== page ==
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Biol Psychiatry. 2012 Sep 1;72(5):371-7. doi: 10.1016/j.biopsych.2012.01.027. Epub 2012 Mar 3.

Endogenous opioid release in the human brain reward system induced by acute amphetamine administration.

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Neuropsychopharmacology Unit, Centre for Pharmacology and Therapeutics, Division of Experimental Medicine, Department of Medicine, Imperial College, London, United Kingdom.



We aimed to demonstrate a pharmacologically stimulated endogenous opioid release in the living human brain by evaluating the effects of amphetamine administration on [(11)C]carfentanil binding with positron emission tomography (PET).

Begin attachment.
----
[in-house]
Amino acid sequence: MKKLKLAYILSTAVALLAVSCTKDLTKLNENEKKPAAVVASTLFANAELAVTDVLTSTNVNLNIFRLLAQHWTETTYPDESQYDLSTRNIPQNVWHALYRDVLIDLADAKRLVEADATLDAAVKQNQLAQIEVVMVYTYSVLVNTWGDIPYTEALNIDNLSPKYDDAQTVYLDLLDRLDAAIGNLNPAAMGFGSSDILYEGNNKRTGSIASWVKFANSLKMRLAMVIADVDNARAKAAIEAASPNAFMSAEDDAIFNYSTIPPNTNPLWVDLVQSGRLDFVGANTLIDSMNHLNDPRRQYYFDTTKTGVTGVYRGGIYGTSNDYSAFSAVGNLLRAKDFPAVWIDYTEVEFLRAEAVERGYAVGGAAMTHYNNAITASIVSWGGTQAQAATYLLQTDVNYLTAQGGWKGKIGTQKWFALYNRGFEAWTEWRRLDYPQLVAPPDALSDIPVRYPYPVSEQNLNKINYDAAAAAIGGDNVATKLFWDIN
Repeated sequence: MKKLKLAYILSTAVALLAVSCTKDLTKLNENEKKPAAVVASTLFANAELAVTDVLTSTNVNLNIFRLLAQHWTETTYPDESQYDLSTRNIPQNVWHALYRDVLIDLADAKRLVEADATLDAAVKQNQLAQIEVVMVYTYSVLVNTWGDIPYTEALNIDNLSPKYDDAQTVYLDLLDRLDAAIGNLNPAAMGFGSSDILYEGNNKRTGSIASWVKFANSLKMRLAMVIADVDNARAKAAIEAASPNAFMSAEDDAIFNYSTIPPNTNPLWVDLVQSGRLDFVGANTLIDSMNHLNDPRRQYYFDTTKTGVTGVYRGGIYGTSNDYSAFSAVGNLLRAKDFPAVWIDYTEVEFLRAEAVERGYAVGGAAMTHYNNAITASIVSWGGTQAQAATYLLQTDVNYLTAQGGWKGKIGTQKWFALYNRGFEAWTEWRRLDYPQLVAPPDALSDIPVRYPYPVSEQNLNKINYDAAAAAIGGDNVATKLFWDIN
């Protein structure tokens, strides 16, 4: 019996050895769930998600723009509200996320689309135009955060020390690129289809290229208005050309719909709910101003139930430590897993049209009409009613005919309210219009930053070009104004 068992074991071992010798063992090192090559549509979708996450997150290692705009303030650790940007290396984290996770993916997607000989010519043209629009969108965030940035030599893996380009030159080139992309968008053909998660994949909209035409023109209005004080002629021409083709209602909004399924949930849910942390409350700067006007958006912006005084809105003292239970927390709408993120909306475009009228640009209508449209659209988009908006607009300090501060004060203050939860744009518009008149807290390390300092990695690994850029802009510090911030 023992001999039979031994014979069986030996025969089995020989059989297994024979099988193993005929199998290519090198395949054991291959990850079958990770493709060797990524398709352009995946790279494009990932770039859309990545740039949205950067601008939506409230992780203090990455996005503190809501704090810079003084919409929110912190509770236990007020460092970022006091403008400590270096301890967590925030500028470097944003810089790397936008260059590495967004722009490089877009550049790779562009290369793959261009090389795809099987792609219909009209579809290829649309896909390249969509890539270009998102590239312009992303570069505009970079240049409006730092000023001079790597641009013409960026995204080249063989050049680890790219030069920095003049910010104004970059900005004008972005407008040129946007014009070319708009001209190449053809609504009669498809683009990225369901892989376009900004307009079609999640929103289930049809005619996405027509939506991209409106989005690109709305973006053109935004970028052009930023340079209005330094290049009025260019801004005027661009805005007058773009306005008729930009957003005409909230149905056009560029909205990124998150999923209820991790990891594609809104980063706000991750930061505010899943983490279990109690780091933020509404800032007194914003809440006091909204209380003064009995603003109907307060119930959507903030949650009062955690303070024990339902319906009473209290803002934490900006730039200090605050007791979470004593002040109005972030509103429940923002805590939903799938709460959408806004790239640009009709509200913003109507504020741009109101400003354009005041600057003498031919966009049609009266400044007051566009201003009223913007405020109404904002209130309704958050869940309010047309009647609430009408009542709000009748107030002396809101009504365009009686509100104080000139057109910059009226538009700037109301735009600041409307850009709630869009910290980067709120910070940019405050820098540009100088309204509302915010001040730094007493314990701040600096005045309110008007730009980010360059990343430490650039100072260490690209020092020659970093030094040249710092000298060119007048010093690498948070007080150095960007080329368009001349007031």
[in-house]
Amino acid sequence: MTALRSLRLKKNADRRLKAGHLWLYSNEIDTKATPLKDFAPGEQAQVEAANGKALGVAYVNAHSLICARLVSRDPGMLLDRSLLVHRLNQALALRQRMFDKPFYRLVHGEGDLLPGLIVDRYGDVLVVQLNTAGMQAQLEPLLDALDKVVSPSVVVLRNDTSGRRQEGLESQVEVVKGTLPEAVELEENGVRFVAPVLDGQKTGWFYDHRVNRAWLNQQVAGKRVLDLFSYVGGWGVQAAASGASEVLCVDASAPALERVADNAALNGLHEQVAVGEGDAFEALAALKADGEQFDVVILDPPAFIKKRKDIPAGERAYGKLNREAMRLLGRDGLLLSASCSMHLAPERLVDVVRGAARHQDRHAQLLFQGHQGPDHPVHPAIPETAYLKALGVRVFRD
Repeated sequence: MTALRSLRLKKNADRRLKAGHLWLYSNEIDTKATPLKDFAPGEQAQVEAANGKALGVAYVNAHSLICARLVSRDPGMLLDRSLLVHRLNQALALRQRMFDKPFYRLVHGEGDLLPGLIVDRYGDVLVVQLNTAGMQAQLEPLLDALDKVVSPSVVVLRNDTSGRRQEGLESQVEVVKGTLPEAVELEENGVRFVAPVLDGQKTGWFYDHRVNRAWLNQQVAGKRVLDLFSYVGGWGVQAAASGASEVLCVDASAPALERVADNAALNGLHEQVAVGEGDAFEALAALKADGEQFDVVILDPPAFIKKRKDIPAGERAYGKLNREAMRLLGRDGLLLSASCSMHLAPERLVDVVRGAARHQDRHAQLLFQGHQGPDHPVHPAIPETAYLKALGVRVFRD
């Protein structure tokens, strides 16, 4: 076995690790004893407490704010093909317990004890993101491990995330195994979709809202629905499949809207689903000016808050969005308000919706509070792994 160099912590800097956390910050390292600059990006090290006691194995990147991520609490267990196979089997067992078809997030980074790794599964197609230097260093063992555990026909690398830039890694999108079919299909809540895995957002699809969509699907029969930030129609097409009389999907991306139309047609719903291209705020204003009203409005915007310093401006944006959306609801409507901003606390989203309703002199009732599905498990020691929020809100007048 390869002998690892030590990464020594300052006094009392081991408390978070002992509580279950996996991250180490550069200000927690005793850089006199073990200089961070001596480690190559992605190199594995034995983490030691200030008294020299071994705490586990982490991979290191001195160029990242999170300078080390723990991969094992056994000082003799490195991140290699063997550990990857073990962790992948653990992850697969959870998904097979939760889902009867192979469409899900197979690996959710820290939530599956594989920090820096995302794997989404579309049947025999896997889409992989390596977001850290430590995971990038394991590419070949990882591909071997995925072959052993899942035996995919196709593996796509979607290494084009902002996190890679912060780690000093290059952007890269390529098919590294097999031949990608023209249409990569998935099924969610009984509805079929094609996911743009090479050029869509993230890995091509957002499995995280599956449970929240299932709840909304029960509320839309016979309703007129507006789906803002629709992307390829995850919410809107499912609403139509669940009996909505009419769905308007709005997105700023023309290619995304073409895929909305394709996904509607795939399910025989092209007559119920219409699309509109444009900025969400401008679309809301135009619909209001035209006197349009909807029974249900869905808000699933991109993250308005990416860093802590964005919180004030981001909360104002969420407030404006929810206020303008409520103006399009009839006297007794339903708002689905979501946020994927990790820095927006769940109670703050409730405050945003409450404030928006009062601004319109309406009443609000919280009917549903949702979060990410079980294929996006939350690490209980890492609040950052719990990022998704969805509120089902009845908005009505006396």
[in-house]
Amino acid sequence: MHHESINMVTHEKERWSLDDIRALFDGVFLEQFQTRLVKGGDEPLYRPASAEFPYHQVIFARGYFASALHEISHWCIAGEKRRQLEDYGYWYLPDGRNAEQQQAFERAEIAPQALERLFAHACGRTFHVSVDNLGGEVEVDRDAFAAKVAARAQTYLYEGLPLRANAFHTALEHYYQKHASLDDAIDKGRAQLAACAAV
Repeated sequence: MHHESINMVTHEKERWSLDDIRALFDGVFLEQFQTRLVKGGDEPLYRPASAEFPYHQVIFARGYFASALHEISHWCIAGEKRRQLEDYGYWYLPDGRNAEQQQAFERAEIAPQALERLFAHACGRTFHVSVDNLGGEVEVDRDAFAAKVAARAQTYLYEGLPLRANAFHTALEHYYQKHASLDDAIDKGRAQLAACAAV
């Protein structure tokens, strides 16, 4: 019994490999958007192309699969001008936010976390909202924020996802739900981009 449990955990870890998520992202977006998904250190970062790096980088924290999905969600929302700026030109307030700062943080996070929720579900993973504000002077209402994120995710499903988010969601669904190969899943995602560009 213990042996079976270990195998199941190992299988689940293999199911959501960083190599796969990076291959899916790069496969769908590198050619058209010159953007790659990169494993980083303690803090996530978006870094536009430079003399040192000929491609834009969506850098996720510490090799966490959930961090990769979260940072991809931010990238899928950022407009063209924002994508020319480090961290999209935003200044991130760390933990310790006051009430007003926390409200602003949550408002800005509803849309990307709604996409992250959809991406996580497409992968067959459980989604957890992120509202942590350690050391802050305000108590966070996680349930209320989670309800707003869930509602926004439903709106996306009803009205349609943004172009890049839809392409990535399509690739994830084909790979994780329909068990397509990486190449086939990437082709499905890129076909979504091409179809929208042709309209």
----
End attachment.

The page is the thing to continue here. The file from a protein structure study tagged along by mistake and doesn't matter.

Twelve healthy male volunteers underwent [(11)C]carfentanil PET before and 3 hours after a single oral dose of d-amphetamine (either a "high" dose, .5 mg/kg, or a sub-pharmacological "ultra-low" dose, 1.25 mg total dose or approximately .017 mg/kg). Reductions in [(11)C]carfentanil binding from baseline to post-amphetamine scans (ΔBP(ND)) after the "high" and "ultra-low" amphetamine doses were assessed in 10 regions of interest.


[(11)C]carfentanil binding was reduced after the "high" but not the "ultra-low" amphetamine dose in the frontal cortex, putamen, caudate, thalamus, anterior cingulate, and insula.


Our findings indicate that oral amphetamine administration induces endogenous opioid release in different areas of human brain, including basal ganglia, frontal cortex areas, and thalamus. The combination of an amphetamine challenge and [(11)C]carfentanil PET is a practical and robust method to probe the opioid system in the living human brain.

[Indexed for MEDLINE]

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